Basic staging safety

There are many types of staging available. We will only mention some general safety several tips. It is important that your confidence and sense of balance are up to the task. Using some methods of staging rely on the workers ability to climb and balance. The workers coordination ability, and physical condition are important safety factors. Also a sense of understanding the equipment and procedures can prevent accidents. If you’re not confident, hire a professional for certain areas. Leave nothing to chance.

As shown in the diagram below; as the plank is flexed, the overlap becomes dangerously short. staging

Staging Safety Checklist

Inspect planks Check to see it planks are cracked, twisted or bent. Check wooden planks for rot, see if there have been any holes made into the planks, this could weaken them. Make sure there are no nails or screws sticking out. Test planks low to the ground applying the same weight or slightly more than you will put on them while working. Do not over load the planks while testing. When testing planks be sure to use the same span you will use while working.

Holes, screws, and nails Any holes that have been made by a drill, screws or nails, will reduce the capacity of the plank weather or not the screw or nails have been pulled or still remain in the plank.

Plank Capacity Be sure the planks are rated to support your weight. Remember the longer the span, the stronger the plank will need to be.

Doubling wooden planks one on top of the other is often advised.

Width of planks Make your staging, is as wide as reasonably possible, wooden planks are available in different widths, can often be placed side by side to make a wider staging. However when this method is used sometimes the flexing of the planks when stepping alternately from plank to plank while walking the staging, can cause instability to the worker. Having the planks doubled can prevent the flexing. Attaching cross boards with screws to the under side of the staging planks can help prevent this kind of instability. When using cross boards make sure screws are strong & secure enough, if they should suddenly let go, it could cause the worker to fall. Keep in mind that each screw added into the bottom of a plank will reduce the strength of the plank.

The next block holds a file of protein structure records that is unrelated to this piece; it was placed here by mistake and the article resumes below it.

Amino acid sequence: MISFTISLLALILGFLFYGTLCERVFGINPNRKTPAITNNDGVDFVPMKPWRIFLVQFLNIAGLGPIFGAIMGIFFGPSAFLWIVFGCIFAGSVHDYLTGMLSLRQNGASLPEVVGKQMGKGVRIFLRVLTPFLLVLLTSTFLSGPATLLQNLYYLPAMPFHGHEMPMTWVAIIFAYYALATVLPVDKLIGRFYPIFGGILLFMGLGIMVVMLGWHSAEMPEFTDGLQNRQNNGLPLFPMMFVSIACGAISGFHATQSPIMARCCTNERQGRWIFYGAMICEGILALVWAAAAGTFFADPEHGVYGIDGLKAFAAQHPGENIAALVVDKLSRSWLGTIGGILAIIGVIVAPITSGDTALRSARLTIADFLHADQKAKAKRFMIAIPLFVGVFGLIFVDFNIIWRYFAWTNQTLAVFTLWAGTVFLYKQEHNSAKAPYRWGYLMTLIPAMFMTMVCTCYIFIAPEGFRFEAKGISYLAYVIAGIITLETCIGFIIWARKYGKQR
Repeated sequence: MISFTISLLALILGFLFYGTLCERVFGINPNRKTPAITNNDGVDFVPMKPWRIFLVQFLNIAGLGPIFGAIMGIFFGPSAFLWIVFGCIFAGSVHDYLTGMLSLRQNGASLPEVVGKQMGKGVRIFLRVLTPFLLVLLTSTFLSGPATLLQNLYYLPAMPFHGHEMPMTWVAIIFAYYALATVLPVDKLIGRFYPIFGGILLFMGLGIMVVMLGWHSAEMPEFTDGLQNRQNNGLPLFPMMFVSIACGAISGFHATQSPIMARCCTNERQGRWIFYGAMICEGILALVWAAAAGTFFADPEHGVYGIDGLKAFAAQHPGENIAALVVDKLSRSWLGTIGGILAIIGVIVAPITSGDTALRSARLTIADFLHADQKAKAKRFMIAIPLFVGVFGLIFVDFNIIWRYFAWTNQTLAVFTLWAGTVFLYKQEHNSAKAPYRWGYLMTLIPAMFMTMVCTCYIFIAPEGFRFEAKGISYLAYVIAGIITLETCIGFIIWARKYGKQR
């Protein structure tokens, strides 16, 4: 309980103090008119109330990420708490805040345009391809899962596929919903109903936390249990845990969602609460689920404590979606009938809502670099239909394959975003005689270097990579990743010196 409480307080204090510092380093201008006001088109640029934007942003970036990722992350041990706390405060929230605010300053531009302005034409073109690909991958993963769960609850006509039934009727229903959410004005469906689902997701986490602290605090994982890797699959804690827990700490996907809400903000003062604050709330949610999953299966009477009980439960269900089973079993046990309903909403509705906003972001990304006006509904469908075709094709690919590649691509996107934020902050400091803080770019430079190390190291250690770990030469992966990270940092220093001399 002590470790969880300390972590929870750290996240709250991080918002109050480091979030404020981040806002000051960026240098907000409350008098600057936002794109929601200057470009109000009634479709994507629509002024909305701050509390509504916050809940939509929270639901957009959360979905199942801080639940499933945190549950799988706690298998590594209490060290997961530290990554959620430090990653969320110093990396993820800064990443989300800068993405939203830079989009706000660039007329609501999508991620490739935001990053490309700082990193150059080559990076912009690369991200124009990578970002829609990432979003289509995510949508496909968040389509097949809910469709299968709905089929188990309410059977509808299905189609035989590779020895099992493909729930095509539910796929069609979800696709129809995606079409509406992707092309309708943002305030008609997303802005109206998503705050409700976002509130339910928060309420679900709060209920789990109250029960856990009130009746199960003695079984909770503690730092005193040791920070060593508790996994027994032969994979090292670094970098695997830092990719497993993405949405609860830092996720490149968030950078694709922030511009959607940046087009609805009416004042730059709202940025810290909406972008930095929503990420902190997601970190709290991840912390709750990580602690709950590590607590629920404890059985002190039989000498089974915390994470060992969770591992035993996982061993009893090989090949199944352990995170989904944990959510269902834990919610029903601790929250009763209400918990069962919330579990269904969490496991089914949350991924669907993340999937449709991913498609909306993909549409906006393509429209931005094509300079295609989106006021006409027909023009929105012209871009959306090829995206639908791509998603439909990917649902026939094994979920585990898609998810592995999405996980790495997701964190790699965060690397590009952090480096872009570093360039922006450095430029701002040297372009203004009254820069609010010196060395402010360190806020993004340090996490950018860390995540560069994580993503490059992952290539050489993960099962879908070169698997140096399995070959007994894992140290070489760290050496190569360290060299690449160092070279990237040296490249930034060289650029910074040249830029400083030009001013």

Strength of supporting equipment Keep in mind the amount of weight that is going onto whatever the staging platform rest on, especially when light duty ladders and stepladders are used as the staging support. (Planks + workers + tools) = Total. Do not surpass the capacity of the supporting equipment.

Over lap your staging supports Over lap the plank supports (ladder rung, staging bracket, ect) by 10 inches or more. Check these areas frequently to make sure the planks are safely on the supports, as the planks are walked on they can shift their position little by little. You may prefer to add a stop at each end of the plank so that it cannot slide off.

Pipe staging If you will be using pipe staging (scaffolding), be sure that it is going up with bottoms of the legs level. Don’t set hollow pipe legs directly on the ground. As the weight accumulates on the scaffolding, a leg could suddenly plunge into the ground causing the staging to go over. Use the flat feet if provided with staging or sold platform blocking such as a "2 by 6". Small wheels are not preferred for use on ground.

Interior use of pipe staging If scaffolding is to be used on it wheels; make sure to check for any floor vents that a wheel could fall into.